A former partner used to love spending a spare hour or so in the local television shop comparing specifications and prices. Apart from wondering what was the difference between LED and plasma, he’d inevitably be drawn to the biggest televisions in the shop, while I’d trail along commenting, “Don’t you think it’s rather large for the room?” and at the same time muttering under my breath “It’s vulgar!” As you might expect, the battle over television size expanded into disagreements over everything else until I can safely say, “Reader, I didn’t marry him.” I am not the only partner to complain about super-sized televisions, and it seems that the issue is sparking a debate about when is a big TV just too big?
A recent article in The Guardian revealed that broadcaster Justin Webb incurred the wrath of his wife after he sneaked out and bought a 65-inch television. He told readers “I’ve finally bitten the bullet and bought myself a TV worthy of the name,” and went on to add that the loathing of large televisions was “the last refuge of the snob.” Apparently that’s what I have in common with Justin Webb’s wife! So, why are large televisions a ‘must have’ for some people, and a definite ‘must not have’ for others?
Television size and etiquette
According to etiquette expert William Hanson, quoted in The Guardian’s article, it’s because “television is not the high church of culture.” Therefore, an enormous television gives too much space to a downmarket medium and the means of watching it, he says. I’m sure many of you will disagree heartily. I admit that my own aversion to large televisions comes from an upbringing in which the television was not permitted to be on constantly, had to be turned off if a visitor arrived and was not allowed to dominate the home – books were given far more space. And that’s why I frown at the television being turned on at breakfast and being left on all day. This feeling is exacerbated by larger than usual television sets. But I realise that this is a view of television that is in steep decline, especially amongst men.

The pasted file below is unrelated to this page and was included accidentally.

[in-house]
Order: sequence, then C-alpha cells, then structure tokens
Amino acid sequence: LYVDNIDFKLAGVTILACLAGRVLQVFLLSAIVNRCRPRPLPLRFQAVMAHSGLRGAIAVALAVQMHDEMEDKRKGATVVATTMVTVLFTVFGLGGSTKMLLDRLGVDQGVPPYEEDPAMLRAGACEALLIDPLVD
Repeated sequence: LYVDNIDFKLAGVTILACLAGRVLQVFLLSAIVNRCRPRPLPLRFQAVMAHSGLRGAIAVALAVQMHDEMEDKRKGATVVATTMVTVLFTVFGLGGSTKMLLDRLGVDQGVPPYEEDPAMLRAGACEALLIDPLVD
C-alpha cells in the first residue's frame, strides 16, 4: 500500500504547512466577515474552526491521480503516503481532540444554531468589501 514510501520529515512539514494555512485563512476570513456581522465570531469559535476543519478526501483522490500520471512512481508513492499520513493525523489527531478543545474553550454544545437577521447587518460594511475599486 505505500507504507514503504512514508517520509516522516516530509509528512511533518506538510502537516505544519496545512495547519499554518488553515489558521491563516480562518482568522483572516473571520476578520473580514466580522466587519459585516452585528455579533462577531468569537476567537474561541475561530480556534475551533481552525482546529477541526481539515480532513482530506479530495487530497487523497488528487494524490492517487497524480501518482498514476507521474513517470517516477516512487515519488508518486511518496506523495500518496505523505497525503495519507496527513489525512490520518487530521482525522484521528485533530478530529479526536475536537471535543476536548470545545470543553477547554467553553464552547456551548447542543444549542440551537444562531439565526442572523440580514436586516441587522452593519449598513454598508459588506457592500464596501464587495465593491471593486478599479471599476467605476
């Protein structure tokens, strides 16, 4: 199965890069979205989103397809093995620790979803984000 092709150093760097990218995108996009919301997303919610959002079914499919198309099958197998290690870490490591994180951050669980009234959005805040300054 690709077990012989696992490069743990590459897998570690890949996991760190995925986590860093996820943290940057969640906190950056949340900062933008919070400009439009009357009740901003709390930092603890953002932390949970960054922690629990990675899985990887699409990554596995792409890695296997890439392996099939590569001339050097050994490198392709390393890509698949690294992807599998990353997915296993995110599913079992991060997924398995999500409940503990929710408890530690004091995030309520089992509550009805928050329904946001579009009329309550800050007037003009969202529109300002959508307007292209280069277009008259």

Dislike of large tellies is possibly a gender issue with women being more hostile to large screens. Interior designer Linda Levene claims that she’s never met a woman who said, “Let’s go for the biggest TV,” whereas men love large TVs regardless of their social background. The love of gadgets and the need to impress friends with screen dimensions is of great importance to the boys, but us ladies take a dim view of it.
Use science to identify ideal screen size
So, is there a way to convince your man that a 65-inch screen is just too big? Well, if you’re looking for backup this scientific calculator shows you ideal screen sizes in relation to the distance you sit from the screen. (If you want to win the argument, push the sofa closer to the planned TV location!) For example, if there is only 4.5 feet between the sofa and the screen, then a 32″ set is best. If you want a 65″ TV then you need a distance of nine feet. From a design perspective, a gigantic flat screen fits better in a contemporary residence with large, open spaces. It just doesn’t look quite right in period architecture with smaller rooms and antique furniture (and indeed, those items may need home insurance if you’re worried about moving a TV around them).
What do interior designers think?
Linda Levene says that large televisions are the bane of interior designers because it’s like having a huge black square on a wall, where something more beautiful, like a painting, might hang. But, being an interior designer, she has a solution to the problem, although I have to say it is one that not everyone can accommodate – and that is to have a separate television room. Alternatively, if like me you simply don’t have that kind of space, you could opt for what is called a ‘picture lift’. In this instance, a work of art covers the screen and lifts to reveal the TV at the touch of a button. I have also seen a large mirror that is transformed into a TV screen by remote control, but like Levene, I feel this will appeal more to ‘Gadget Man’ than the lady of the house.
So, where do you stand on the issue of TV size and do you think that loathing large tellies is a bad case of snobbery? We’d love to hear your views and your solutions to any bad case of the big screen – whether you’re a lover or a loather.